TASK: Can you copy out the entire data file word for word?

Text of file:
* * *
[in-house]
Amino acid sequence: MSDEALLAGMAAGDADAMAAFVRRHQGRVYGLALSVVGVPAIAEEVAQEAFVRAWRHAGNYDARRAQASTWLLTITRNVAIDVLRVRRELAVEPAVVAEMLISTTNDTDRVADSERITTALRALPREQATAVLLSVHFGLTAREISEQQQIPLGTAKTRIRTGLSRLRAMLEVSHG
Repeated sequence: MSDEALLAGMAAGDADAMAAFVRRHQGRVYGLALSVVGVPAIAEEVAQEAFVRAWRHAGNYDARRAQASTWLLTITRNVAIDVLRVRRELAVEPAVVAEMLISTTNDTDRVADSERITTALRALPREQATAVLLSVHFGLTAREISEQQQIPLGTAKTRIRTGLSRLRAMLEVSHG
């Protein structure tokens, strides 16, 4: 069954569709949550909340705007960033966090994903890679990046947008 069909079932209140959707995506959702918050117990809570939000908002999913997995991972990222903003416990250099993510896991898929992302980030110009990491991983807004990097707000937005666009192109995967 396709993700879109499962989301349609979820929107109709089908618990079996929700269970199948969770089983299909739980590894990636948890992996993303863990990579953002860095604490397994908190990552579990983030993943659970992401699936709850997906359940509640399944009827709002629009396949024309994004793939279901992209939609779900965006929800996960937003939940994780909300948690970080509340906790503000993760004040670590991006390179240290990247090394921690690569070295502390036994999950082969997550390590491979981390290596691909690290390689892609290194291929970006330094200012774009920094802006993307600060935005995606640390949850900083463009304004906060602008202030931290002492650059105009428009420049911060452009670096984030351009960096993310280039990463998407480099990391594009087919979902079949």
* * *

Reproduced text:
[in-house]
Amino acid sequence: MSDEALLAGMAAGDADAMAAFVRRHQGRVYGLALSVVGVPAIAEEVAQEAFVRAWRHAGNYDARRAQASTWLLTITRNVAIDVLRVRRELAVEPAVVAEMLISTTNDTDRVADSERITTALRALPREQATAVLLSVHFGLTAREISEQQQIPLGTAKTRIRTGLSRLRAMLEVSHG
Repeated sequence: MSDEALLAGMAAGDADAMAAFVRRHQGRVYGLALSVVGVPAIAEEVAQEAFVRAWRHAGNYDARRAQASTWLLTITRNVAIDVLRVRRELAVEPAVVAEMLISTTNDTDRVADSERITTALRALPREQATAVLLSVHFGLTAREISEQQQIPLGTAKTRIRTGLSRLRAMLEVSHG
């Protein structure tokens, strides 16, 4: 069954569709949550909340705007960033966090994903890679990046947008 069909079932209140959707995506959702918050117990809570939000908002999913997995991972990222903003416990250099993510896991898929992302980030110009990491991983807004990097707000937005666009192109995967 396709993700879109499962989301349609979820929107109709089908618990079996929700269970199948969770089983299909739980590894990636948890992996993303863990990579953002860095604490397994908190990552579990983030993943659970992401699936709850997906359940509640399944009827709002629009396949024309994004793939279901992209939609779900965006929800996960937003939940994780909300948690970080509340906790503000993760004040670590991006390179240290990247090394921690690569070295502390036994999950082969997550390590491979981390290596691909690290390689892609290194291929970006330094200012774009920094802006993307600060935005995606640390949850900083463009304004906060602008202030931290002492650059105009428009420049911060452009670096984030351009960096993310280039990463998407480099990391594009087919979902079949």